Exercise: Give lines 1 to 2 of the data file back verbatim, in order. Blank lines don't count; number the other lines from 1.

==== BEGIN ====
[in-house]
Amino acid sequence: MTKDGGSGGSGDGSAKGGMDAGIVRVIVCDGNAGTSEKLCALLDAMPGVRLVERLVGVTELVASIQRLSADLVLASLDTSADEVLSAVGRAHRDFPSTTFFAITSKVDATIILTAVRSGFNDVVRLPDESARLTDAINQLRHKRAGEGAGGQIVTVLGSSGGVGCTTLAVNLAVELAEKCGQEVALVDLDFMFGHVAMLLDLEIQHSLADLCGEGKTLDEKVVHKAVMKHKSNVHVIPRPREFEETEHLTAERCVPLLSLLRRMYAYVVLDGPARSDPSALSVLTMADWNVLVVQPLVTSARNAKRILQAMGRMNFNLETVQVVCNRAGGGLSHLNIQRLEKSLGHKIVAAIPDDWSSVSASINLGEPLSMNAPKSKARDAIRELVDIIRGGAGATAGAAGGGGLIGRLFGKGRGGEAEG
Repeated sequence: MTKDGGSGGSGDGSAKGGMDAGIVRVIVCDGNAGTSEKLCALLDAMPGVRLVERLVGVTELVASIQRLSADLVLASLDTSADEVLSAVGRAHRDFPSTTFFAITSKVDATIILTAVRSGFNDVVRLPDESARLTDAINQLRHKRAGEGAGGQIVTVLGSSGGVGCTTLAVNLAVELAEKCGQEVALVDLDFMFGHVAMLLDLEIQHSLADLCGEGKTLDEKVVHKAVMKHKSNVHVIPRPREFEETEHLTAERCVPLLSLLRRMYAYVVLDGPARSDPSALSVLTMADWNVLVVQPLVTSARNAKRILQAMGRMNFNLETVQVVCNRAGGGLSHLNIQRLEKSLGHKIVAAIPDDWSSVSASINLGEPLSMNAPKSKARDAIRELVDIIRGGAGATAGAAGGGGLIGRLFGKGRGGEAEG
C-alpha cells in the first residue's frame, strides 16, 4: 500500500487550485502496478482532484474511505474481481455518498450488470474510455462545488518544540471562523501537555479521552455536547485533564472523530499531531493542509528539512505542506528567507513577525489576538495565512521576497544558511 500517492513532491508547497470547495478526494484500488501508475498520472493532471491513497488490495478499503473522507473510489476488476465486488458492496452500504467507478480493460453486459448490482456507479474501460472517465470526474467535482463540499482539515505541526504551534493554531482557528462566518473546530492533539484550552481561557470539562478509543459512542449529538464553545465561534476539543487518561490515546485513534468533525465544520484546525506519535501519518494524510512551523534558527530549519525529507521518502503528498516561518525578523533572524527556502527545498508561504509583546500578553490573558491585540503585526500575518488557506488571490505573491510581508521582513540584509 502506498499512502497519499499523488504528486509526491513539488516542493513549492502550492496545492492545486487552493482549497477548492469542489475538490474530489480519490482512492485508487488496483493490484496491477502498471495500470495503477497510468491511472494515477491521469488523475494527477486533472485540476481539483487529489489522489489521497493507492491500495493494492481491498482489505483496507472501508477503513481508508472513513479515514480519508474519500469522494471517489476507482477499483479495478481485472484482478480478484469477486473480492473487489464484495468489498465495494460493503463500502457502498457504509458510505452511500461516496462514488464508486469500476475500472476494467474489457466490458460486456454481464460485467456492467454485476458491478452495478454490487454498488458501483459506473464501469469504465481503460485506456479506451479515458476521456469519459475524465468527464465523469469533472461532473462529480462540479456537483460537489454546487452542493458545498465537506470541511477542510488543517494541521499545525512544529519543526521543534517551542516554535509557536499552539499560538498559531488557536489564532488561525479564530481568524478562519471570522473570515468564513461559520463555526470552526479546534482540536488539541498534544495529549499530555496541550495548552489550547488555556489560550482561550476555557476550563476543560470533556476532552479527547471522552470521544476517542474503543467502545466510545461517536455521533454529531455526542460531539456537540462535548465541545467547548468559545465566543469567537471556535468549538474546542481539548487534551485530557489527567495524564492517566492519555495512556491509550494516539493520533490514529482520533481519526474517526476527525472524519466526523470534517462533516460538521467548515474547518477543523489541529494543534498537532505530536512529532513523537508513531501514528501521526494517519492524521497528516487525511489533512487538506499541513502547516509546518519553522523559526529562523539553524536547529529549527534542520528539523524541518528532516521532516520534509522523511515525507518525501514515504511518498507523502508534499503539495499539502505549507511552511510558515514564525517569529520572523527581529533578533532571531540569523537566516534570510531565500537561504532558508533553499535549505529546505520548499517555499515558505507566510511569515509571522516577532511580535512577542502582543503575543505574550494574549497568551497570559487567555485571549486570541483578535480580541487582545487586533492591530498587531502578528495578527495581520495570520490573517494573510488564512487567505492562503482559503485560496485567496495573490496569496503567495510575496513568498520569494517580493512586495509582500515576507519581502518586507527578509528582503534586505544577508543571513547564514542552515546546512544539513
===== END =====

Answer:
[in-house]
Amino acid sequence: MTKDGGSGGSGDGSAKGGMDAGIVRVIVCDGNAGTSEKLCALLDAMPGVRLVERLVGVTELVASIQRLSADLVLASLDTSADEVLSAVGRAHRDFPSTTFFAITSKVDATIILTAVRSGFNDVVRLPDESARLTDAINQLRHKRAGEGAGGQIVTVLGSSGGVGCTTLAVNLAVELAEKCGQEVALVDLDFMFGHVAMLLDLEIQHSLADLCGEGKTLDEKVVHKAVMKHKSNVHVIPRPREFEETEHLTAERCVPLLSLLRRMYAYVVLDGPARSDPSALSVLTMADWNVLVVQPLVTSARNAKRILQAMGRMNFNLETVQVVCNRAGGGLSHLNIQRLEKSLGHKIVAAIPDDWSSVSASINLGEPLSMNAPKSKARDAIRELVDIIRGGAGATAGAAGGGGLIGRLFGKGRGGEAEG